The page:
Oxford in Lockdown: a Cycle Ride Through the City Centre


An Oxford cyclist has captured the city’s eerily quiet streets during lockdown, by filming a bike ride through the historic city centre.


Thom Airs decided to film a bike ride through the city centre to show just how empty many famous streets and landmarks are without tourists, students and many workers.


His journey captured the city’s eerily quiet streets during lock down, producing a mesmerising video to mark the current era.


The East Oxford resident said: “I’d been taking iPhone snaps and short clips of the quiet streets on my daily walks or cycles and they had been getting quite a lot of attention online – particularly from former residents and friends elsewhere in the county who can’t visit the city at the moment.

“With the good weather set to end, I decided to make a more complete video showing off some of the sights as they’ve never looked before. Oxford has looked and sounded beautiful recently without the usual human activity, but in some ways, I do miss the hustle and bustle.”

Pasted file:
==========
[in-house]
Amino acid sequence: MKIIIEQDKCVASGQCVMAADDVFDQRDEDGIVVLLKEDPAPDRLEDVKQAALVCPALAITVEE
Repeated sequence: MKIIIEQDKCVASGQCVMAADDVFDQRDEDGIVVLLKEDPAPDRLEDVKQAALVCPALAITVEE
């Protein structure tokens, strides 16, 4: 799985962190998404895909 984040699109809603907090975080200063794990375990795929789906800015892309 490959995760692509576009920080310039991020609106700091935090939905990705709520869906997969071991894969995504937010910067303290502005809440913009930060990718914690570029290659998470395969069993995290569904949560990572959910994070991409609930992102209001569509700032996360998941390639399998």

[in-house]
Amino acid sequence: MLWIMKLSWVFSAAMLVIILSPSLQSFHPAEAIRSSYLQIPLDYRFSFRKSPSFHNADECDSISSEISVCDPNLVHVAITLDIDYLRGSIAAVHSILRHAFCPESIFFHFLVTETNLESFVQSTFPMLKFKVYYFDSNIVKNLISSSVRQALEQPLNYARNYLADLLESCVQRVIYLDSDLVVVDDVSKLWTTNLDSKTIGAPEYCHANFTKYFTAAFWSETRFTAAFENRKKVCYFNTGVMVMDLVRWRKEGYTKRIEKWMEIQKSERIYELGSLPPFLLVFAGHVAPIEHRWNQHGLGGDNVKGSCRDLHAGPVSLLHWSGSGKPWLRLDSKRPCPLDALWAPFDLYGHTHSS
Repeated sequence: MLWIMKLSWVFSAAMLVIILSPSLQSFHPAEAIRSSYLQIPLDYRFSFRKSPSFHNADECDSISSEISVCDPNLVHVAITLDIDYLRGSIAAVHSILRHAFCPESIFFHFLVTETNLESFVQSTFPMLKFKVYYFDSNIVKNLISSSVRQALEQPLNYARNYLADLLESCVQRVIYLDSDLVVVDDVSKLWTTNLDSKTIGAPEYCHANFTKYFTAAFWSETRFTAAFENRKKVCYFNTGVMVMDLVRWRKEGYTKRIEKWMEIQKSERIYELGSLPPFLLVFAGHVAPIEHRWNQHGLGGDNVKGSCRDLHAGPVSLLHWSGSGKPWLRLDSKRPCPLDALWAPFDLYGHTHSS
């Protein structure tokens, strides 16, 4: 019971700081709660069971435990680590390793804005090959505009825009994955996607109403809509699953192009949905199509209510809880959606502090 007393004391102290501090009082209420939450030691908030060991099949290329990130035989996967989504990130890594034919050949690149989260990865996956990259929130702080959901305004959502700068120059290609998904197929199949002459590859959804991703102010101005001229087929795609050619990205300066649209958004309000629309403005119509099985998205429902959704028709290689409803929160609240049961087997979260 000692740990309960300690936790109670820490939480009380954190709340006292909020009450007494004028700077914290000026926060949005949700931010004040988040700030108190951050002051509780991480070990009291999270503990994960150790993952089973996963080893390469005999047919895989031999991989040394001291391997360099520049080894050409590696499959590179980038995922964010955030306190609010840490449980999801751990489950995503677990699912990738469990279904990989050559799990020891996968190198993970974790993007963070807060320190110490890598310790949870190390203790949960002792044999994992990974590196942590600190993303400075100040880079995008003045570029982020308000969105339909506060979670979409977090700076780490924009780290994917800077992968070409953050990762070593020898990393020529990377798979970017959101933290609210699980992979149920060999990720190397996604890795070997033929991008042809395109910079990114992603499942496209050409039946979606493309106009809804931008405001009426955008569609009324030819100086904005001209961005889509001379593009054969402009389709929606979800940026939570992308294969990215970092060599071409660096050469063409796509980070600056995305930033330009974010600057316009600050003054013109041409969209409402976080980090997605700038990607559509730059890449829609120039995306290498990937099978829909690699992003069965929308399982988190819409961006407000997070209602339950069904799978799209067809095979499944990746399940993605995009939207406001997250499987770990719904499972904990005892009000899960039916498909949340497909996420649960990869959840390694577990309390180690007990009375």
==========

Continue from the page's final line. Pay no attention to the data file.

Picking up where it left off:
The 35-year-old who produces video for Oxford-based Fortitude Communications, filmed the cycle ride using a handheld stabilised camera.


His route took in landmarks including Christ Church, High Street, Bridge of Sighs, Radcliffe Camera, Queen’s Lane, Broad Street, Sheldonian Theatre, Holywell Street and Magdalen Bridge.


He said: “I used a DJI Osmo, which is no longer produced and is one of the least-used bits of my kit.

“I could’ve used a better camera but that would have meant adding weight and bulk. I wanted something small and handheld that could produce smooth video. I decided just to point it straight ahead and film continuously, rather than add any cutaways or fancy edits.

“I remember a few years ago BBC Four showed a continuous two-hour shot from a fixed camera on a canal boat and it was a surprise hit because people found it so soothing. That was at the back of my mind when I decided to do this.

“I also just wanted to show Oxford in very unusual circumstances and have something to look back on. Hopefully, we’ll never see Oxford so quiet again.”